Even good doctors need good bosses. Thankfully, Christina Chang is on call.
Chang plays Dr. Audrey Lim on Canada’s most-watched drama THE GOOD DOCTOR, which currently is in the midst of its third season, airing Mondays at 10 p.m. ET on CTV. Dr. Lim is the chief of surgery at San Jose St. Bonaventure Hospital, where one of her surgical residents is lead character Dr. Shaun Murphy, played by Freddie Highmore.
During a visit to Bell Media Studios in Toronto, Chang provided an update on all the good vibes emanating from THE GOOD DOCTOR.
Q: There are quite a few doctors on your acting resume. Have you played enough doctors that you feel like one now?
CHRISTINA CHANG: “You would think so, but no. I would not rely on me to save anybody. I might suggest you take an Advil, but that’s about all I can do.”
Q: Actually, your acting resume is filled with doctors, lawyers and detectives – that’s the “Big 3” for TV!
CHRISTINA CHANG: “You’re right – thank you for summing that up for me! I think I’ve made a career playing a career woman.”
Q: You often play the smartest person in the room. That can’t be an accident.
CHRISTINA CHANG: “I don’t know – maybe because in life I am one of the dumbest people in the room? No, I’m kidding. It could just be that one person took a chance on me playing, you know, a smarty-pants, and then everybody else followed suit.”
Q: Because your character is in charge, is that more of an acting challenge, because she has to display her emotions more subtly than other characters?
CHRISTINA CHANG: “Sometimes I’m told to maybe dial it back a little bit, or don’t give away certain things, because I myself am quite animated in life. So I do have to be mindful of what’s called a neutral face.”
Q: If this character existed in real life, she would have a very hard job, for many reasons.
CHRISTINA CHANG: “First of all, you’re right when you say IF she existed. There are so few women in this role in life anyway. Only 19% of surgeons are women, and fewer – something like 1% – are chairs of their departments. So there’s a responsibility that I’m feeling. It’s definitely an honour to be in this position. And you’re right, it’s a tricky thing for this character, because these were her peers not so long ago. She went from being a peer – although somewhat of a boss to the residents, obviously – to being a way bigger boss. And these are life-and-death decisions she has to make. I can’t imagine in real life what anybody, male or female, goes through when it comes to making these decisions. We talk about that a lot on set when we get the scripts.”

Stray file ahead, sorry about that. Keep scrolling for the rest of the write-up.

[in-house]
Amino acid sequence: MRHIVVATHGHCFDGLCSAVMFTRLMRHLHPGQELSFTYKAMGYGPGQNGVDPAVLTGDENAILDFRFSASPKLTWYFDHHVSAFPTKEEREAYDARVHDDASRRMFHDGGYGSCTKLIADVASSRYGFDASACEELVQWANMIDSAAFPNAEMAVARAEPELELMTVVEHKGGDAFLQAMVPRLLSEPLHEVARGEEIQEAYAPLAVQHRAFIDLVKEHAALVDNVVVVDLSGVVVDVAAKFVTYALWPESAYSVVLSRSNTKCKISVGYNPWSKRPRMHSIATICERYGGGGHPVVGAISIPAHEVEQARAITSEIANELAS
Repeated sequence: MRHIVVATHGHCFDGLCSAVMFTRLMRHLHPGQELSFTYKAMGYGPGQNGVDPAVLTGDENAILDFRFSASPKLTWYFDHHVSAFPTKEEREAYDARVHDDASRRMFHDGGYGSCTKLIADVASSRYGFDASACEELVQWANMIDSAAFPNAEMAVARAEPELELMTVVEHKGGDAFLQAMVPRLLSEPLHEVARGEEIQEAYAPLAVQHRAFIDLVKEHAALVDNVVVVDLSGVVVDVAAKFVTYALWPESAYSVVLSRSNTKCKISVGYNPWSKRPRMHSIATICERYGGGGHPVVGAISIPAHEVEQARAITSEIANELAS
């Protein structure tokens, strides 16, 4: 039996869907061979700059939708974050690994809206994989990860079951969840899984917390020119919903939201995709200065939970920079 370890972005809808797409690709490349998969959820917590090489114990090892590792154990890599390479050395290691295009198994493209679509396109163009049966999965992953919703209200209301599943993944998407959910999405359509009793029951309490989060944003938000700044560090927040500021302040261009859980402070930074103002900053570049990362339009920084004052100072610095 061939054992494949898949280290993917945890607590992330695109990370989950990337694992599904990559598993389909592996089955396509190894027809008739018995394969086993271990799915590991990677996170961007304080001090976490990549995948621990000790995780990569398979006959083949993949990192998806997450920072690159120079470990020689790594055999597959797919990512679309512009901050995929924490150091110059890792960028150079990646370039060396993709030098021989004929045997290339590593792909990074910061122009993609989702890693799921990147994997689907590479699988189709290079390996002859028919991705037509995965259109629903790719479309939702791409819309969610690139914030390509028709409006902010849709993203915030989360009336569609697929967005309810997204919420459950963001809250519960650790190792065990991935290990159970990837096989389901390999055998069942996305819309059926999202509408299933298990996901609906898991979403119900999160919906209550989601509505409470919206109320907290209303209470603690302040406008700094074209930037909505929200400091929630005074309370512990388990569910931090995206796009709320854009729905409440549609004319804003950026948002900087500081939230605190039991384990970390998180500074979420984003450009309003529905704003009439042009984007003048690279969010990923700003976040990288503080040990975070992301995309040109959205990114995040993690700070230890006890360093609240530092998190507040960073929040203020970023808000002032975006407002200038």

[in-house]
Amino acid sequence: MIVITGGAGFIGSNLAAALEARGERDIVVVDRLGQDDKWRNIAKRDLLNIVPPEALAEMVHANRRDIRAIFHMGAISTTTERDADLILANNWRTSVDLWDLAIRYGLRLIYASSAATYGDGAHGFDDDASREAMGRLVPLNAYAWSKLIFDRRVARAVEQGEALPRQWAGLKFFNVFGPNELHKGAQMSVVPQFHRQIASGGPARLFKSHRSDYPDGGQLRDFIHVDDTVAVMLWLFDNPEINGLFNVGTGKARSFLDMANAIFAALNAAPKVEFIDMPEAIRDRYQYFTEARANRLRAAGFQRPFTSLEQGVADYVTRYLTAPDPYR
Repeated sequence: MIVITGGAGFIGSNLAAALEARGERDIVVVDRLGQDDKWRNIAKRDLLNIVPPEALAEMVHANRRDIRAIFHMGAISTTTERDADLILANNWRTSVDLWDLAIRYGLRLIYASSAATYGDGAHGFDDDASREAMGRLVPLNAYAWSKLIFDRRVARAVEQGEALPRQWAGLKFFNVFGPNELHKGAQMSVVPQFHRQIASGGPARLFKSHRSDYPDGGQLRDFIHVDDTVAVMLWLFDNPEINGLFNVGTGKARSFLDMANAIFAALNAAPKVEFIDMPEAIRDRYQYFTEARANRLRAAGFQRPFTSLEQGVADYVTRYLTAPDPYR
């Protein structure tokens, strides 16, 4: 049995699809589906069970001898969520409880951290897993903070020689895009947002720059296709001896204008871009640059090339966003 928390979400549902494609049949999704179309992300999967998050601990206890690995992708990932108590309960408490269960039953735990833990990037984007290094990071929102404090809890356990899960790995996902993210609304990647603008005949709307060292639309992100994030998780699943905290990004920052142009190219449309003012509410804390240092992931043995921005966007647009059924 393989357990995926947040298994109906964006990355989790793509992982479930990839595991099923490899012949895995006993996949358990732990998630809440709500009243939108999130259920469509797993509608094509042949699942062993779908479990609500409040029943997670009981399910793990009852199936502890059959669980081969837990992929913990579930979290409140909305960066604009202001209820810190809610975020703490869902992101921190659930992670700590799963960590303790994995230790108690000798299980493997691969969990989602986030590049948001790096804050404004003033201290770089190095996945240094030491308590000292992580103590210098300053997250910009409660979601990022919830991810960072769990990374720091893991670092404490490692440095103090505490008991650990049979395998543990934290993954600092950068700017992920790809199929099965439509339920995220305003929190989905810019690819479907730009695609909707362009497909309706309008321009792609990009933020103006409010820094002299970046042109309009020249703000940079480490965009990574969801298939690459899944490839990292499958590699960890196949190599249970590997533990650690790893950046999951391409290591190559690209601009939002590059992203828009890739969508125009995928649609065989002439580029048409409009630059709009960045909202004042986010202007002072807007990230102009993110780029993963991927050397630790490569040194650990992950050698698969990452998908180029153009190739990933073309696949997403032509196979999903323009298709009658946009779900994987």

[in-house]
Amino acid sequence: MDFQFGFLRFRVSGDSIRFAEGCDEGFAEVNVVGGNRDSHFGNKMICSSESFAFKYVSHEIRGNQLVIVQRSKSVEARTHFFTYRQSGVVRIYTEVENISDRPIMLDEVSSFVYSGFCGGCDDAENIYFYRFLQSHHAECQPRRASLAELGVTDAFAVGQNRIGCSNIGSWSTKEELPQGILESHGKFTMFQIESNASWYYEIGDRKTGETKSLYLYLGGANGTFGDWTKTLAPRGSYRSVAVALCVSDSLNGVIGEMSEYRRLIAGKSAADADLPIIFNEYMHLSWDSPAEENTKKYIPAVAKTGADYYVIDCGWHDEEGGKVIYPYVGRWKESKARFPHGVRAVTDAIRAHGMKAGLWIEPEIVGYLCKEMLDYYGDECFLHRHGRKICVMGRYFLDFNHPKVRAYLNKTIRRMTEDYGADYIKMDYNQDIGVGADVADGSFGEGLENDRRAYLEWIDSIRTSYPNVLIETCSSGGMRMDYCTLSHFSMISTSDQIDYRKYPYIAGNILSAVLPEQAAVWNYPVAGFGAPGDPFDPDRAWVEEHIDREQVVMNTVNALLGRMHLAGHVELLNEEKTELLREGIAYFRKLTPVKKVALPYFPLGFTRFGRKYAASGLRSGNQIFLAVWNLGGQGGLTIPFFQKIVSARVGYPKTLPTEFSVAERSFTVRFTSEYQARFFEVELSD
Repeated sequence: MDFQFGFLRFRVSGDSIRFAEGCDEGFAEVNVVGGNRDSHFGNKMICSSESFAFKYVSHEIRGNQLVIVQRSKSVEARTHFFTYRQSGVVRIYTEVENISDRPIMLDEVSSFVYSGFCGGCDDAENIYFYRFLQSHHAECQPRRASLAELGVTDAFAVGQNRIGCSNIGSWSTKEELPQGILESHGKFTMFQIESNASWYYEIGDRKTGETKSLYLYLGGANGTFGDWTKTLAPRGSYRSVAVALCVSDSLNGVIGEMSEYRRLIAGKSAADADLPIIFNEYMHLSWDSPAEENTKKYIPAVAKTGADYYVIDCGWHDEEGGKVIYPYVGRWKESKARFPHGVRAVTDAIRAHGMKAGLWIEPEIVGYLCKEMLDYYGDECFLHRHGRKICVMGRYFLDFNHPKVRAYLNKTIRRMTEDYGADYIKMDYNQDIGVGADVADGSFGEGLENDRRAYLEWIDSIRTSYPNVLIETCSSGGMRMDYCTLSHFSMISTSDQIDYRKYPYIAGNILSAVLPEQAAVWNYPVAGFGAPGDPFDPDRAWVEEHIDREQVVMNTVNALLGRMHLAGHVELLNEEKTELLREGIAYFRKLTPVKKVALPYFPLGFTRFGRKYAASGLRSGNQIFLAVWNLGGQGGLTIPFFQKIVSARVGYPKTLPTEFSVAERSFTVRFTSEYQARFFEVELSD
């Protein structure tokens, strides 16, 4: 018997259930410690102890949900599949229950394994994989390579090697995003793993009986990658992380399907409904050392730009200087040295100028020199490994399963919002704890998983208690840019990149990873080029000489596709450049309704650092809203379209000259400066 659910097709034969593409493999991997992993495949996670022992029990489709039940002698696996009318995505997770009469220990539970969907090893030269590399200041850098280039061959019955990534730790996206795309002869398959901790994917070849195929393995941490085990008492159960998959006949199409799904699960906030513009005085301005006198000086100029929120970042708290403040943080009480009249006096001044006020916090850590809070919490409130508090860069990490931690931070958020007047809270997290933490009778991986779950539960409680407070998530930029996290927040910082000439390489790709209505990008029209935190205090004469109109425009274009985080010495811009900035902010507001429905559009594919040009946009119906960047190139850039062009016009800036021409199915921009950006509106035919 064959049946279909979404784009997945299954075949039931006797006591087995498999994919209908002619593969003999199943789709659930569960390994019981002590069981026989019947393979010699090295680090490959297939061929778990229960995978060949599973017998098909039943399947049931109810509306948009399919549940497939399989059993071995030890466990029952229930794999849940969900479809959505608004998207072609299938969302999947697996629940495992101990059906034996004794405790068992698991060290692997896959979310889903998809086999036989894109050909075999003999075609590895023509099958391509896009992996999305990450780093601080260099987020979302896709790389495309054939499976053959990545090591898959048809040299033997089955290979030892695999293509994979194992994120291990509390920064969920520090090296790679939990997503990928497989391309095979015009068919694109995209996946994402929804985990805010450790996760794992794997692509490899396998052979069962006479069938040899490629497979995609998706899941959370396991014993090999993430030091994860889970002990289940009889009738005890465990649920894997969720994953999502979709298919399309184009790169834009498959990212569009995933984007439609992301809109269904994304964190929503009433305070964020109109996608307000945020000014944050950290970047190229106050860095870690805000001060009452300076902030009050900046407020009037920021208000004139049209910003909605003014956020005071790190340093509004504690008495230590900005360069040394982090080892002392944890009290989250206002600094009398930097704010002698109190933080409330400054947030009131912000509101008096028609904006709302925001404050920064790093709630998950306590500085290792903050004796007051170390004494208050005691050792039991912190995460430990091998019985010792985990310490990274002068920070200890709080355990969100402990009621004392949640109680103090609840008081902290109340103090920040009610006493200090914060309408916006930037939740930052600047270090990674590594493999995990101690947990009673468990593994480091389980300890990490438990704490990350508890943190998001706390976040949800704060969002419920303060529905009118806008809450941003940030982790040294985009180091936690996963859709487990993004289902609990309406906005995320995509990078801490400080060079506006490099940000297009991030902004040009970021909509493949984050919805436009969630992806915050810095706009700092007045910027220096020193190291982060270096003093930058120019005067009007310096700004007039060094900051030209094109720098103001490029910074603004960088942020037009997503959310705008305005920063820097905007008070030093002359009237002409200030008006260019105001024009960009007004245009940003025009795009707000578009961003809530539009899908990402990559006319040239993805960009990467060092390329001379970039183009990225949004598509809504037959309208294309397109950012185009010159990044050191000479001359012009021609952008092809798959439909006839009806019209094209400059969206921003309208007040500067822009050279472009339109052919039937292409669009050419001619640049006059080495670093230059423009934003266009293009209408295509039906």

Q: What do you think is setting THE GOOD DOCTOR apart from other medical shows?
CHRISTINA CHANG: “Let’s start with the unique premise. Obviously there are not a lot of shows on television that have a lead character with autism and savant syndrome. He simply states his thoughts, without judgment, and it’s endearing and refreshing to see. It causes the other characters to pause. I mean, yes, there are certain social norms and cues, where it’s like, ‘You can’t say that, Shaun.’ But his sentiment isn’t always wrong, you know? The other characters are left thinking, ‘Oh, I’ve just been sort of on autopilot in the way that I do things, and the way that I receive information, and give it. But huh … he’s not wrong.’ I guess what I’m trying to say is, we teach him, but he teaches us, too.”
Q: Agree or disagree – the best part about playing the boss on THE GOOD DOCTOR is that you don’t have to wear scrubs in EVERY scene.
CHRISTINA CHANG: “No! I’m going to be honest, I enjoy the scrubs! Wearing pajamas to work every day? Hello! Although I insisted that Lin wear sneakers, even when she’s in other outfits. So you’ll notice – not that you’re looking at my shoes, because if you are, I’m doing something wrong – but I’m almost always in sneakers.”
Q: So the takeaway from this is, you want more scrubs.
CHRISTINA CHANG: “More scrubs, and more panning down to my feet. More sneaker shots.”
BY BILL HARRIS FOR THE LEDE